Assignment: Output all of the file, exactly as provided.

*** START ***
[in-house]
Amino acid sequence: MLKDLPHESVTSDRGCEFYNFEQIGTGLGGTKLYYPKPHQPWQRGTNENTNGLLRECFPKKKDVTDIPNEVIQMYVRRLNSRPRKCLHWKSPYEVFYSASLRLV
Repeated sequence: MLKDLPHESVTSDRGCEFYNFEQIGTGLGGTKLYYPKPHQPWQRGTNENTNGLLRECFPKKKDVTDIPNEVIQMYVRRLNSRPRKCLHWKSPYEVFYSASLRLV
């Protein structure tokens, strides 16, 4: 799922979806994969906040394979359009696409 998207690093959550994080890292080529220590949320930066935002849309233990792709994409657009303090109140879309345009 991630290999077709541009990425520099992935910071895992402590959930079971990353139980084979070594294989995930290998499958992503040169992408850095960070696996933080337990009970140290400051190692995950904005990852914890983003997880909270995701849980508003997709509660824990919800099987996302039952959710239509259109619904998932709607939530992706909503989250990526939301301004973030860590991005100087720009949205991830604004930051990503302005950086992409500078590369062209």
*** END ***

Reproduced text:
[in-house]
Amino acid sequence: MLKDLPHESVTSDRGCEFYNFEQIGTGLGGTKLYYPKPHQPWQRGTNENTNGLLRECFPKKKDVTDIPNEVIQMYVRRLNSRPRKCLHWKSPYEVFYSASLRLV
Repeated sequence: MLKDLPHESVTSDRGCEFYNFEQIGTGLGGTKLYYPKPHQPWQRGTNENTNGLLRECFPKKKDVTDIPNEVIQMYVRRLNSRPRKCLHWKSPYEVFYSASLRLV
């Protein structure tokens, strides 16, 4: 799922979806994969906040394979359009696409 998207690093959550994080890292080529220590949320930066935002849309233990792709994409657009303090109140879309345009 991630290999077709541009990425520099992935910071895992402590959930079971990353139980084979070594294989995930290998499958992503040169992408850095960070696996933080337990009970140290400051190692995950904005990852914890983003997880909270995701849980508003997709509660824990919800099987996302039952959710239509259109619904998932709607939530992706909503989250990526939301301004973030860590991005100087720009949205991830604004930051990503302005950086992409500078590369062209």